It was 2003, and 23-year-old Beth Barton was desperate.
After escaping what she described as an “abusive relationship,” Barton and her then-infant son lived in a house she had bought in a rough section of St. Louis. But she didn’t have a job, couldn’t pay the mortgage and was too embarrassed to ask her family for help.
Barton, who had begun nursing school before becoming pregnant but did not particularly enjoy the occupation, did not have time to complete a degree. She needed work as soon as possible—but didn’t know where to begin.
“I knew I enjoyed fixing things, from cars to fences,” said Barton, who grew up on a hog farm in rural Marthasville, Missouri. Barton and her seven siblings drove tractors, baled hay and cared for horses. As for fixing things, Barton’s first solo job was the laundry chute. Once completed, Barton’s mom started referring to her as “Carpenter Beth.”
When she was 15, hooligans smashed the mailbox near the family home—twice. The second time Barton rebuilt the mailbox, she made it particularly rigid, determined that it would remain standing. “I put a sign on the mailbox which said: ‘I dare you to break it.’’ The mailbox remained upright for 15 years.
At that moment, when Barton was desperate to find work, she thought to herself, ‘Maybe I’ll be a carpenter.’ Barton opened the phonebook to contractors and spent three hours making calls. None were returned.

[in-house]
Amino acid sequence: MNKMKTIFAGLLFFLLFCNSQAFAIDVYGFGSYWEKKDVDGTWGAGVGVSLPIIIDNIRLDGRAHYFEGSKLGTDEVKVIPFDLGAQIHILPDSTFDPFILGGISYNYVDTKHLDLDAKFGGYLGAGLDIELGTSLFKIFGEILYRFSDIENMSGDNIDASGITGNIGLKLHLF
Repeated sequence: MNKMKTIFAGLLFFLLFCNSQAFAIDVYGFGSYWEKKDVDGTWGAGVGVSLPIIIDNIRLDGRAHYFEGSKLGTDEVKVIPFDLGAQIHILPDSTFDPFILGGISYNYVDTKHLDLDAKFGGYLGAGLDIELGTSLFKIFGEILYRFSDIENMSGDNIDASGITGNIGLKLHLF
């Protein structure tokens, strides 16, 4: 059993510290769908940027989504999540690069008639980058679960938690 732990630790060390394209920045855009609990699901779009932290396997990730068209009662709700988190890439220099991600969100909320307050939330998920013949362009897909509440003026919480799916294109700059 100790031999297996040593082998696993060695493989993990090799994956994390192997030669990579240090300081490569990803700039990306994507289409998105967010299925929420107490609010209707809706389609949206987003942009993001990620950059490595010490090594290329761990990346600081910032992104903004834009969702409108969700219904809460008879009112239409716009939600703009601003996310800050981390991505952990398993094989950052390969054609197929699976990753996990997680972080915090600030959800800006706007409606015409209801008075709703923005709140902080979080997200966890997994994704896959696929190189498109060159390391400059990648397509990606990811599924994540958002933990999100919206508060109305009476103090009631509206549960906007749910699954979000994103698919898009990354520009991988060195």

Finally, Jay Brennan of BSI Carpentry said to Barton, ‘Are you in the union?’ Barton didn’t even know what a union was. Brennan explained, also telling her what she needed to do to join.
Barton followed Brennan’s advice. She went to the carpenters’ union and immediately enrolled in the program, the only woman in a class of 200. Barton went through the union’s process that included buying tools and providing her with a letter to give to a contractor. The next step: finding a contractor who would hire her as an apprentice.
Challenges of carpentry
With a list of contractors that the union provided her, Barton seemed well on her way to getting a job and being a carpenter. Yet, the road ahead was far from easy.
“I had to convince people that I’d be a good hire,” Barton said. As a woman in a traditionally male-dominated field, Barton ran into multiple challenges. She ticks them off: “Challenges of being overlooked, being underestimated, being underutilized and presuming I’m not strong enough, I don’t want to be there or I’m not capable of being there.”
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After a few weeks of looking for her first job, Barton eventually got hired, got her letter of intent and enrolled in the required safety course. All good.
Not quite. The employer kept pushing her off with one excuse after another. Barton checked in with her union employment counselor, and he counseled patience. As the wait dragged on, Barton worked as a certified nursing assistant (CNA). Yet, the low pay left her and her son in need.
Finally, Barton’s employment counselor got her another job, emphasizing that she needed to prove herself. The job was scheduled to run for six weeks, but Barton completed it in just three and was commended for her work. Despite the success, getting the next job was also a struggle. Ultimately, Barton got on a heavy highway construction job that lasted a year.